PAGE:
Bambu Disposable Plates
7/29/13 12:45 PM

I had become intrigued by the Spice House in Chicago because their website speaks so lovingly and knowledgeably about the products they sell. On a visit to Chicago, I eagerly purchased a large quantity of spices and herbs at their store, and stashed them in my carry on. Ironically, I had asked the sales clerk if she thought there would be any problem at the airport. "Oh no, I think it's only a problem if you carry liquids."
Once, in Denmark, I had my bag opened because I had triggered some kind of sensor. An ever so polite Danish security agent spied my bottle of kardemumma and suggested cheerfully that that was what had set off the sensor. I dug out a moose-shaped firestarter candle and suggested that perhaps it was that instead. Indeed, it was, but I have always wondered if spices trigger airport sensors.
For whatever reason, the Midway TSA agent dutifully opened my carry on bag and I watched his eyes grow to the size of saucers. Suddenly I thought, "Hmm, a suitcase full of cellophane bags full of dried green leaves does look a bit suspicious in this context." I explained what it was, kept a calm demeanor, cracked a few jokes with the agent. Eventually, he let it go. Frankly, if you were to take a look at me, it is far easier to imagine me as someone who likes to cook than as a drug mule. On a subsequent trip, I took a chance and made another haul of spices and herbs, triple bagged in ziplock bags, and got through without a hitch. With a nod to Berenbaum's heartbreaking story, I wonder what would have happened if I had put it in my checked luggage. Would some gleeful agent have pocketed it and tried to smoke my oregano? It's always a toss up whether carry on or checked is more vulnerable, but at least you can keep an eye on things with carry on.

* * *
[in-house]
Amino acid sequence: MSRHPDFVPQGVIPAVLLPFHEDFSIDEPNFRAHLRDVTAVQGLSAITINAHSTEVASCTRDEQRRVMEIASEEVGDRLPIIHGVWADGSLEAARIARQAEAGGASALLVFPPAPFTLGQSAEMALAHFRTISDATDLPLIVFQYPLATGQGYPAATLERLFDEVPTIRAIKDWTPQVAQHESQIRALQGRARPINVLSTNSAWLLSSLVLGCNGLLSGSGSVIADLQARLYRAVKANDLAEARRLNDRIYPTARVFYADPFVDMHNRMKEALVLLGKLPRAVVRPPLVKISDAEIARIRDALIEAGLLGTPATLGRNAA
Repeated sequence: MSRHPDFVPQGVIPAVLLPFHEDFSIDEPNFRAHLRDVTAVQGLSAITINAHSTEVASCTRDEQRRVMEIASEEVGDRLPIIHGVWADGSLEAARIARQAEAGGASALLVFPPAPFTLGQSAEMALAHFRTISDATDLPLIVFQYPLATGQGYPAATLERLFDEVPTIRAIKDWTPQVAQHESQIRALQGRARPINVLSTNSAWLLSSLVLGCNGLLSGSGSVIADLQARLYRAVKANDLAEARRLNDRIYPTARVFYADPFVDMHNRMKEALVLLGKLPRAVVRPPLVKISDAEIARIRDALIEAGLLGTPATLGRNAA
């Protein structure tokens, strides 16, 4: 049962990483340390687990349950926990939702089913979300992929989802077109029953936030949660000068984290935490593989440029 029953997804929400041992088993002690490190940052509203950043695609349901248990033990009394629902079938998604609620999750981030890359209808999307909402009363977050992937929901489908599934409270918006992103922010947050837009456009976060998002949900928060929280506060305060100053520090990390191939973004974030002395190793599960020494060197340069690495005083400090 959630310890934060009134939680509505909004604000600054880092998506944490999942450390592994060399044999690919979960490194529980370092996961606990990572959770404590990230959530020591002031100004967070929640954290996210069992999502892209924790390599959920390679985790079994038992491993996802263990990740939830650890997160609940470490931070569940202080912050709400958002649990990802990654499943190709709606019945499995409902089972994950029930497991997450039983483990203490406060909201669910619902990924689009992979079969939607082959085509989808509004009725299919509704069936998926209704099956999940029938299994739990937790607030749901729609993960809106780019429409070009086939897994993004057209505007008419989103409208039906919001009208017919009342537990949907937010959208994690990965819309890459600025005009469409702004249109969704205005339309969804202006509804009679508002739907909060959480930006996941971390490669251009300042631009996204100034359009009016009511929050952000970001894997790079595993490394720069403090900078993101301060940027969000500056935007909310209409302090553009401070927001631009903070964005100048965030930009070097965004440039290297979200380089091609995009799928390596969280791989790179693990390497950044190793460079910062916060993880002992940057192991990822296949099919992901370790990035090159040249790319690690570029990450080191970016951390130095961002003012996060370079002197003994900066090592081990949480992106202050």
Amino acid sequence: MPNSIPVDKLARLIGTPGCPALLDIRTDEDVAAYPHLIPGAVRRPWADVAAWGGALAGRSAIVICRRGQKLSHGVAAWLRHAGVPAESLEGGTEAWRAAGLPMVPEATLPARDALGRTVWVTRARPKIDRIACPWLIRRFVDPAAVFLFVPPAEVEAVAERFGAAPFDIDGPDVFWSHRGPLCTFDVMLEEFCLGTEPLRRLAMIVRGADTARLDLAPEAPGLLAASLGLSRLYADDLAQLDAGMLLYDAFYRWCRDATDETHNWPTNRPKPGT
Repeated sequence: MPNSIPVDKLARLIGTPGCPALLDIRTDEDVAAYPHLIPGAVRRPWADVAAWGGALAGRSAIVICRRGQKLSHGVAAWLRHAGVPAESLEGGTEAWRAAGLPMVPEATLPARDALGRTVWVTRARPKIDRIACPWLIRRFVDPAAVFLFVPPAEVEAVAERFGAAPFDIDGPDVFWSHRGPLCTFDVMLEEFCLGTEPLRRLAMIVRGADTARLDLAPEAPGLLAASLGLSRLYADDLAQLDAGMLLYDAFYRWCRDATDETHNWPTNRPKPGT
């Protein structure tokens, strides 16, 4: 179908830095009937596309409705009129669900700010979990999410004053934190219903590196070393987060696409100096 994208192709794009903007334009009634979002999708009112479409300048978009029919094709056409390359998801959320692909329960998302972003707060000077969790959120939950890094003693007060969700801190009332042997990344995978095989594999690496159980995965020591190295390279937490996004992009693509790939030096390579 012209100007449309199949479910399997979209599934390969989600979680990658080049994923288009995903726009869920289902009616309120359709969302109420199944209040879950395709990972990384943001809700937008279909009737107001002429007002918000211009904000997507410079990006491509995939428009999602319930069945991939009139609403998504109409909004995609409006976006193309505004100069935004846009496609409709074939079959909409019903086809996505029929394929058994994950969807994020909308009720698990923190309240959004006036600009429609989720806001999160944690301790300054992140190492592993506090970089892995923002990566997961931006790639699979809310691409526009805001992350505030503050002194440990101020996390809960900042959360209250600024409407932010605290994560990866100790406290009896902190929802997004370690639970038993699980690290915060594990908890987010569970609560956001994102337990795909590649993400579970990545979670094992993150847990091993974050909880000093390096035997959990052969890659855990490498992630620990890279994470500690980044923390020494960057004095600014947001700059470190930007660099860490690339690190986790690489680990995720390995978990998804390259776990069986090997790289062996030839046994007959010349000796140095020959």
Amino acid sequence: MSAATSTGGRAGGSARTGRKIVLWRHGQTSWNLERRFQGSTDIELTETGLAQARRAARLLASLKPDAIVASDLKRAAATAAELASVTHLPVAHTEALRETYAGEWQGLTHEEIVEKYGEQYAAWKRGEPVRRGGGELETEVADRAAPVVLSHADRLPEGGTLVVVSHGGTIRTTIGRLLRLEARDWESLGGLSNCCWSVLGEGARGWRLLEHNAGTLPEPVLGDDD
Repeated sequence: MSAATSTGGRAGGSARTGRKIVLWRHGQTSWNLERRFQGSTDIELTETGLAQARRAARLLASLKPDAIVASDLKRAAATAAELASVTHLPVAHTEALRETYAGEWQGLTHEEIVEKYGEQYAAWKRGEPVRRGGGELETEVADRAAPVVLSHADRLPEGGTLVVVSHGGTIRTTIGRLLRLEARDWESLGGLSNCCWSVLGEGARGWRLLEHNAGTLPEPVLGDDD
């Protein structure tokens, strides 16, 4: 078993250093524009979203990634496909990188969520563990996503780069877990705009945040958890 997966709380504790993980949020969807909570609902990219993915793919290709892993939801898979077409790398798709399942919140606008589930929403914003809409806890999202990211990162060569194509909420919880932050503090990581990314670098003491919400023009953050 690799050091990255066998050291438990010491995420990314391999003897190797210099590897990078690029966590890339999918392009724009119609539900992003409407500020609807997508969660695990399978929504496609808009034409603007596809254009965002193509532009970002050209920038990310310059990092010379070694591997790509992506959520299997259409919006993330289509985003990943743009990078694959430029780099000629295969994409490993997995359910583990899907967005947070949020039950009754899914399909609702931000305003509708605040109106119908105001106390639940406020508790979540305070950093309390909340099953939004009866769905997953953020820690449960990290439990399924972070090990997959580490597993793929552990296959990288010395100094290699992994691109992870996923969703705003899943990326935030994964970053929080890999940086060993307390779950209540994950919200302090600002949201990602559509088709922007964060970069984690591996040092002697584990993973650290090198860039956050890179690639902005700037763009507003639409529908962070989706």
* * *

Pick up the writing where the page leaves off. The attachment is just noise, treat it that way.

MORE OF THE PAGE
What's The Craziest Thing You've Ever Flown With?
7/22/13 08:53 PM

Cool. I'd like to sleep in this! I guess I long ago lost the ability to feel like a princess, so I harken back to my childhood and remember when I could conjure up such thoughts. I can see why you took the quick route and I'm fine with it. Been there, done that. Sometimes it either happens quick and dirty or it doesn't happen at all. The only thing that makes me a bit uneasy (because I did the same thing for my son's bed and felt guilty about it) was the use of plywood. I read once that it outgasses and it's a source of indoor air pollution. I had no other answer for the bed platform, so I used it (and no sympathy from DH). In fact, the bed is still there, in use, with a dragon print bedspread hanging from curtain rods above it. Just wondered if you ever gave any thought to plywood use, since you were so careful to consider outgassing when you investigated mattresses. Can I let go of this guilt yet? He's in college (now I sleep in his bed, haha; dragon's don't snore). Oh, he didn't die from it either, nor the rough edges and miraculously the curtain rods never fell down on top of him. Well, other things did, but that's another story.

How To Make a Simple Princess Bed Apartment Therapy Tutorials
5/28/13 11:38 PM